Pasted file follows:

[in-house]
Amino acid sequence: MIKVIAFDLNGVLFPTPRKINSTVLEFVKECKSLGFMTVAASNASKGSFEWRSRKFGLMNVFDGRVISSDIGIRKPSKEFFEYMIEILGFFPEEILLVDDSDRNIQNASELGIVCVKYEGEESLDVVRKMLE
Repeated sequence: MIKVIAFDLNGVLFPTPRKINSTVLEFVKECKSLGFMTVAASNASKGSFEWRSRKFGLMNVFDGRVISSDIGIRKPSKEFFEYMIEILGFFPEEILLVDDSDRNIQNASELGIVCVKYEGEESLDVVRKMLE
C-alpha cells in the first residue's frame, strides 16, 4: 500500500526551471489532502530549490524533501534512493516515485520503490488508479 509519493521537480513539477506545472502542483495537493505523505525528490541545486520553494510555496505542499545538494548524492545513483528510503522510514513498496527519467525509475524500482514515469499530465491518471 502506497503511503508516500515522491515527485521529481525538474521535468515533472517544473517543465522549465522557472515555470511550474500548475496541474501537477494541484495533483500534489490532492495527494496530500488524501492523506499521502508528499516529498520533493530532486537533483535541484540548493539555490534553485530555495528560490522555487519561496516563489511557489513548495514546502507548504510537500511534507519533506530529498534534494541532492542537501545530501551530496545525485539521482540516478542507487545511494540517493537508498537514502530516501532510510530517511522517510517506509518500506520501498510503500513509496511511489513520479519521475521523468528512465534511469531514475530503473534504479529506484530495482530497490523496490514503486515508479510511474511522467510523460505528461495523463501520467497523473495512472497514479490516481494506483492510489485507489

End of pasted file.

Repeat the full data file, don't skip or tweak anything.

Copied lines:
[in-house]
Amino acid sequence: MIKVIAFDLNGVLFPTPRKINSTVLEFVKECKSLGFMTVAASNASKGSFEWRSRKFGLMNVFDGRVISSDIGIRKPSKEFFEYMIEILGFFPEEILLVDDSDRNIQNASELGIVCVKYEGEESLDVVRKMLE
Repeated sequence: MIKVIAFDLNGVLFPTPRKINSTVLEFVKECKSLGFMTVAASNASKGSFEWRSRKFGLMNVFDGRVISSDIGIRKPSKEFFEYMIEILGFFPEEILLVDDSDRNIQNASELGIVCVKYEGEESLDVVRKMLE
C-alpha cells in the first residue's frame, strides 16, 4: 500500500526551471489532502530549490524533501534512493516515485520503490488508479 509519493521537480513539477506545472502542483495537493505523505525528490541545486520553494510555496505542499545538494548524492545513483528510503522510514513498496527519467525509475524500482514515469499530465491518471 502506497503511503508516500515522491515527485521529481525538474521535468515533472517544473517543465522549465522557472515555470511550474500548475496541474501537477494541484495533483500534489490532492495527494496530500488524501492523506499521502508528499516529498520533493530532486537533483535541484540548493539555490534553485530555495528560490522555487519561496516563489511557489513548495514546502507548504510537500511534507519533506530529498534534494541532492542537501545530501551530496545525485539521482540516478542507487545511494540517493537508498537514502530516501532510510530517511522517510517506509518500506520501498510503500513509496511511489513520479519521475521523468528512465534511469531514475530503473534504479529506484530495482530497490523496490514503486515508479510511474511522467510523460505528461495523463501520467497523473495512472497514479490516481494506483492510489485507489